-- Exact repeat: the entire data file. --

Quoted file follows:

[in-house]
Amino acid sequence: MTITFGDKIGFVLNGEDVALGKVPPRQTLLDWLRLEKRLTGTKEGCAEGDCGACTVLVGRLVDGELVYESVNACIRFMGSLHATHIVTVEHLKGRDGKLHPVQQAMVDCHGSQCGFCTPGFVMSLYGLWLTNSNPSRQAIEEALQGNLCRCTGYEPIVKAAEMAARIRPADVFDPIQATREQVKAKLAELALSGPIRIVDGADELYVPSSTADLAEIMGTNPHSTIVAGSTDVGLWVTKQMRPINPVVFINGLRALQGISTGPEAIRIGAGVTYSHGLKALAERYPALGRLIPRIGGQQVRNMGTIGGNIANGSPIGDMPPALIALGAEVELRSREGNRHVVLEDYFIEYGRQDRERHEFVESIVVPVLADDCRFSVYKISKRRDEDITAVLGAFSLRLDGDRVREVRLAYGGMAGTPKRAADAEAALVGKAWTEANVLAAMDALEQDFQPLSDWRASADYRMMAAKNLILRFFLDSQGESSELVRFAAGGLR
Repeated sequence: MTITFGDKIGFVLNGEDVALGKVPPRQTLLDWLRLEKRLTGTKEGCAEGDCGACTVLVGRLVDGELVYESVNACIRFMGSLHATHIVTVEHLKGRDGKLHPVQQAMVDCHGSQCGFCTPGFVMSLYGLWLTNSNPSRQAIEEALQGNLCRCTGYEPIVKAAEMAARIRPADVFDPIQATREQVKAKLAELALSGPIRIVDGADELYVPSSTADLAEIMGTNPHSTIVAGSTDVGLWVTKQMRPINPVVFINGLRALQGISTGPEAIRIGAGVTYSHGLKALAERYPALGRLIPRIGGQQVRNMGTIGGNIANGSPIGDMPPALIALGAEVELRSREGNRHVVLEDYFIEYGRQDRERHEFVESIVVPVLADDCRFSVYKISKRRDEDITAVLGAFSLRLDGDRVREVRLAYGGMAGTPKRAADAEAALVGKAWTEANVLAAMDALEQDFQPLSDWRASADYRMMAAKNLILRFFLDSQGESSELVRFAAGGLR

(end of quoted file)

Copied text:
[in-house]
Amino acid sequence: MTITFGDKIGFVLNGEDVALGKVPPRQTLLDWLRLEKRLTGTKEGCAEGDCGACTVLVGRLVDGELVYESVNACIRFMGSLHATHIVTVEHLKGRDGKLHPVQQAMVDCHGSQCGFCTPGFVMSLYGLWLTNSNPSRQAIEEALQGNLCRCTGYEPIVKAAEMAARIRPADVFDPIQATREQVKAKLAELALSGPIRIVDGADELYVPSSTADLAEIMGTNPHSTIVAGSTDVGLWVTKQMRPINPVVFINGLRALQGISTGPEAIRIGAGVTYSHGLKALAERYPALGRLIPRIGGQQVRNMGTIGGNIANGSPIGDMPPALIALGAEVELRSREGNRHVVLEDYFIEYGRQDRERHEFVESIVVPVLADDCRFSVYKISKRRDEDITAVLGAFSLRLDGDRVREVRLAYGGMAGTPKRAADAEAALVGKAWTEANVLAAMDALEQDFQPLSDWRASADYRMMAAKNLILRFFLDSQGESSELVRFAAGGLR
Repeated sequence: MTITFGDKIGFVLNGEDVALGKVPPRQTLLDWLRLEKRLTGTKEGCAEGDCGACTVLVGRLVDGELVYESVNACIRFMGSLHATHIVTVEHLKGRDGKLHPVQQAMVDCHGSQCGFCTPGFVMSLYGLWLTNSNPSRQAIEEALQGNLCRCTGYEPIVKAAEMAARIRPADVFDPIQATREQVKAKLAELALSGPIRIVDGADELYVPSSTADLAEIMGTNPHSTIVAGSTDVGLWVTKQMRPINPVVFINGLRALQGISTGPEAIRIGAGVTYSHGLKALAERYPALGRLIPRIGGQQVRNMGTIGGNIANGSPIGDMPPALIALGAEVELRSREGNRHVVLEDYFIEYGRQDRERHEFVESIVVPVLADDCRFSVYKISKRRDEDITAVLGAFSLRLDGDRVREVRLAYGGMAGTPKRAADAEAALVGKAWTEANVLAAMDALEQDFQPLSDWRASADYRMMAAKNLILRFFLDSQGESSELVRFAAGGLR